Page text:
Chronic lung infections are life-limiting or even life-threatening. They cause fatal respiratory failure in 90% of people with the genetic condition cystic fibrosis (CF) and also affect people who have COPD, HIV or who are receiving mechanical ventilation. Our ability to understand the formation and persistence of polymicrobial, highly antibiotic tolerant microbial communities (biofilm) in these conditions severely limits our ability to treat them.

"The ex vivo lung infection model will be extremely useful to study the impact of quorum sensing inhibitors on Pseudomonas aeruginosa virulence, also enabling the performance of histology studies to determine the effect these inhibitors have on the attenuation of damage to the host."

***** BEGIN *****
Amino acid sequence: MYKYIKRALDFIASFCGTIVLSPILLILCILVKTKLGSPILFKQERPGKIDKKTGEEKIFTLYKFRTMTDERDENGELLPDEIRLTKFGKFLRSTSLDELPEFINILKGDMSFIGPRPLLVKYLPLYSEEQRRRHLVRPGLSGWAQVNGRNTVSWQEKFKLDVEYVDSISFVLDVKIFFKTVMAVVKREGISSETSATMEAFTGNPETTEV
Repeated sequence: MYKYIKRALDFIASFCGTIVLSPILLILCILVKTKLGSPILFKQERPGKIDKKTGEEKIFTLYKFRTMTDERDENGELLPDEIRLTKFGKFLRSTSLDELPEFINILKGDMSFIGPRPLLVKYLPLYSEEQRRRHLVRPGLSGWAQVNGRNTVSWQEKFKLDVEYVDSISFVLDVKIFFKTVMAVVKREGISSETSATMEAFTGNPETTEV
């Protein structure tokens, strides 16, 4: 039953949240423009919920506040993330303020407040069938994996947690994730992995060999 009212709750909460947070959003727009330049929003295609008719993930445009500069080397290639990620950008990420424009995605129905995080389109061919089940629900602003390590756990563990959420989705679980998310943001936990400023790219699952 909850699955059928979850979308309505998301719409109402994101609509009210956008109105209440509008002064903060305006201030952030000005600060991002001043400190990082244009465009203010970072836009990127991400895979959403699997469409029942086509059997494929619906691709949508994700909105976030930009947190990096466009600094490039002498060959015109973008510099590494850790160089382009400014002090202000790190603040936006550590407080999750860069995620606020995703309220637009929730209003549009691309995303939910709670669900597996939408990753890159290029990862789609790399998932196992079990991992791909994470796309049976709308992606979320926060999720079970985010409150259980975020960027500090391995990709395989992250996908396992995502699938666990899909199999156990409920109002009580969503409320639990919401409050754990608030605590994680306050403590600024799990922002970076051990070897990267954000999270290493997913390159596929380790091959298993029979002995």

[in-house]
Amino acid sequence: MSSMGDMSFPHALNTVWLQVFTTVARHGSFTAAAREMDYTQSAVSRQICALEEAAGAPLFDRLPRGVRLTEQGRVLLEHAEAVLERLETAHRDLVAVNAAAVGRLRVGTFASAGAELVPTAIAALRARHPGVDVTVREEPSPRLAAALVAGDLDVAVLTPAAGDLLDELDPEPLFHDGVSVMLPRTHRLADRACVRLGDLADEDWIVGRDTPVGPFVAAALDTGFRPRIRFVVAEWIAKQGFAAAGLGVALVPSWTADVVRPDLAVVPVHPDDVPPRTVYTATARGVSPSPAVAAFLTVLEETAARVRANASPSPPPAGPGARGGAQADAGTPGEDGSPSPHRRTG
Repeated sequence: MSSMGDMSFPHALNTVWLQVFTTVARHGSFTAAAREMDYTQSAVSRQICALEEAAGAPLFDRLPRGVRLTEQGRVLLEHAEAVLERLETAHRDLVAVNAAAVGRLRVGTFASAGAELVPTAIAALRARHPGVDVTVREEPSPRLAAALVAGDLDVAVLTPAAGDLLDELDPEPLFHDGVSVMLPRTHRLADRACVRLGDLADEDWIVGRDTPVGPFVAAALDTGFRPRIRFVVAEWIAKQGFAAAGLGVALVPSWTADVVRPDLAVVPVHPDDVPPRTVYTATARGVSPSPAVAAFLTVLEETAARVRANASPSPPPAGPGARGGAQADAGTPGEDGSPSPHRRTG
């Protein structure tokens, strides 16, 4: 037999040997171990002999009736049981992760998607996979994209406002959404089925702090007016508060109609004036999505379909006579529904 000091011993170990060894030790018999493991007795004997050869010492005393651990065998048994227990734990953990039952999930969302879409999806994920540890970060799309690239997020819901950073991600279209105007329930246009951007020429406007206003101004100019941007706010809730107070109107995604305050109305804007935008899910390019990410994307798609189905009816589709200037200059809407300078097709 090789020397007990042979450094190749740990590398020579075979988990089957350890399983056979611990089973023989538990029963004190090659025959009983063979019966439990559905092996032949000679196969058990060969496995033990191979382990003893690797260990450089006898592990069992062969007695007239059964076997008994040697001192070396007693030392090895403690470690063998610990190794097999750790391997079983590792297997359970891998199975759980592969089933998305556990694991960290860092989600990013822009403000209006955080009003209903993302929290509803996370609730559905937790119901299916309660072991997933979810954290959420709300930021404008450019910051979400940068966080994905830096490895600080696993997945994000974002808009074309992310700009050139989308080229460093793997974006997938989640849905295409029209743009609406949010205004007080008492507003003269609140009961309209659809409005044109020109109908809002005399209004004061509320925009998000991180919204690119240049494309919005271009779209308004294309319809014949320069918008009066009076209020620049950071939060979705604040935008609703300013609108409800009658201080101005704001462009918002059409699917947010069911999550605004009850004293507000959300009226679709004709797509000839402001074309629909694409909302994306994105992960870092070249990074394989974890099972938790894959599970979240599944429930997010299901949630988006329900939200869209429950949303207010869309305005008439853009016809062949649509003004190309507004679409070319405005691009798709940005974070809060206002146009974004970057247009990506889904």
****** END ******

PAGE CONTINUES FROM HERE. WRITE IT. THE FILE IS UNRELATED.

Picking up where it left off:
Prof. Miguel Cámara, School of Life Sciences, University of Nottingham and Co-Director of the National Biofilms Innovation Centre 

Biofilms of P. aeruginosa grown on ex vivo pig bronchiole. By Dr Freya Harrison

We are actively seeking opportunities to share this system with colleagues from academia and industry. Pig lung tissue, airway surface liquid and immune responses are highly similar to those of humans; when combined with culture medium tailored to reflect the unique chemistry of lung secretions characteristic of specific infection contexts, this model allows the culture of microbes in environments with enhanced clinical validity when compared with standard surface-attached biofilm platforms or acute animal models.

TOF-SIMS image showing presence of bacteria and the candidate antimicrobial gallium on a section of pig bronchus. By Dr Sarah Davies.